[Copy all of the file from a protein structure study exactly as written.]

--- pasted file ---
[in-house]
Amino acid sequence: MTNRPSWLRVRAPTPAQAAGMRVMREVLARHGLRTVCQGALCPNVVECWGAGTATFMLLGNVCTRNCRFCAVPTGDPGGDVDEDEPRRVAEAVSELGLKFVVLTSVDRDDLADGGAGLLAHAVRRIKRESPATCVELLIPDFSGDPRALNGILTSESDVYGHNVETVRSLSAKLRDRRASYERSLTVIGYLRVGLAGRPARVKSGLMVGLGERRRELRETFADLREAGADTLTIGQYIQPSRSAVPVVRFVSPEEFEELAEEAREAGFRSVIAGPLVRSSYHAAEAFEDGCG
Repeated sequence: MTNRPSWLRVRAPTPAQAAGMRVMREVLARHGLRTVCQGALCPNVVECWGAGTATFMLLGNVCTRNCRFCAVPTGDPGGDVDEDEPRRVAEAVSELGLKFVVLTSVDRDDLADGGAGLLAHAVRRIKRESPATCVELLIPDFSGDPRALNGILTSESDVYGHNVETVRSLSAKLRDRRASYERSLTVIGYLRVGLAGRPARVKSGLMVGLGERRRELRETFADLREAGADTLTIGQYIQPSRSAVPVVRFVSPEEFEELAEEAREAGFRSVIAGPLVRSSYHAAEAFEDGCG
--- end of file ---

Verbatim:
[in-house]
Amino acid sequence: MTNRPSWLRVRAPTPAQAAGMRVMREVLARHGLRTVCQGALCPNVVECWGAGTATFMLLGNVCTRNCRFCAVPTGDPGGDVDEDEPRRVAEAVSELGLKFVVLTSVDRDDLADGGAGLLAHAVRRIKRESPATCVELLIPDFSGDPRALNGILTSESDVYGHNVETVRSLSAKLRDRRASYERSLTVIGYLRVGLAGRPARVKSGLMVGLGERRRELRETFADLREAGADTLTIGQYIQPSRSAVPVVRFVSPEEFEELAEEAREAGFRSVIAGPLVRSSYHAAEAFEDGCG
Repeated sequence: MTNRPSWLRVRAPTPAQAAGMRVMREVLARHGLRTVCQGALCPNVVECWGAGTATFMLLGNVCTRNCRFCAVPTGDPGGDVDEDEPRRVAEAVSELGLKFVVLTSVDRDDLADGGAGLLAHAVRRIKRESPATCVELLIPDFSGDPRALNGILTSESDVYGHNVETVRSLSAKLRDRRASYERSLTVIGYLRVGLAGRPARVKSGLMVGLGERRRELRETFADLREAGADTLTIGQYIQPSRSAVPVVRFVSPEEFEELAEEAREAGFRSVIAGPLVRSSYHAAEAFEDGCG